I enjoyed reading The Haunting of Hill House by Shirley Jackson last year and her final novel ‘We Have Always Lived in the Castle’ published in 1962 three years before Jackson’s death tells the story of eighteen-year-old Mary Katherine “Merricat” Blackwood who lives with her older sister, Constance, and their uncle, Julian, on a large secluded estate in New England. Six years earlier, half of the Blackwood family including Merricat and Constance’s parents were poisoned when the sugar bowl used at dinner was laced with arsenic. Although Constance was acquitted of the murders, the three surviving Blackwoods remain isolated from the rest of their small village. However, the arrival of their cousin Charles threatens their future and Merricat becomes increasingly suspicious of the real reason why he has suddenly turned up out of the blue.
‘We Have Always Lived in the Castle’ doesn’t feature the supernatural elements which were central to ‘The Haunting of Hill House’ but the novels definitely share a disturbing and unsettling atmosphere of ambiguity, dread and weirdness. In particular, Merricat is a fascinating character and an unreliable one. On the cusp of adulthood and deeply affected by past events, she appears to be naive in some respects but also very knowing in others and the matter-of-fact bluntness of her tone as a narrator makes it easy to forget that some of the more alarming details she reveals are as twisted and shocking as they are.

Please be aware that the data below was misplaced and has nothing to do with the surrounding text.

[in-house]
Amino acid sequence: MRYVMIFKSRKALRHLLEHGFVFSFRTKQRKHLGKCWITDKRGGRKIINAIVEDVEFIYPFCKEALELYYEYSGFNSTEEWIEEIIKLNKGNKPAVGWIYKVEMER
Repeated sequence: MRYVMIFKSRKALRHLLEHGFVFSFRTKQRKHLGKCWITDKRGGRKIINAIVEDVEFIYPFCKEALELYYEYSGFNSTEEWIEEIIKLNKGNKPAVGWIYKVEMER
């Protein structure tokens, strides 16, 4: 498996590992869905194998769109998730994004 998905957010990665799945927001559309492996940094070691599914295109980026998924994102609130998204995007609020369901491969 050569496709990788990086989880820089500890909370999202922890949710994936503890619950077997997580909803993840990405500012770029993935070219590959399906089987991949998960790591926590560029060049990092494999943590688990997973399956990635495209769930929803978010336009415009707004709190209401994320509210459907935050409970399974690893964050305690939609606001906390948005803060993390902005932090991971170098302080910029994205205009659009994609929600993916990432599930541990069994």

Since her acquittal, Constance has become agoraphobic never venturing further than the garden while Julian is an invalid with dementia who obsessively recounts the day of the family tragedy, leaving Merricat to manage the household herself and face the whispers of gossiping villagers whenever she goes out shopping. The small-minded prejudices of their neighbours and superficial concerns of their cousin only increases the Blackwood family’s desire to be left alone. While the identity of the real poisoner is no surprise, the conclusion is odd and unexpected – a fitting ending of sorts if there can be such a thing for the Blackwoods.
I think I enjoyed ‘The Haunting of Hill House’ more while reading it but ‘We Have Always Lived in the Castle’ is a brilliant evocation of the fear of the unknown and has been lingering in my mind since I finished it. I’m planning to read some of Shirley Jackson’s short stories in the near future as well as Ruth Franklin’s biography about her life.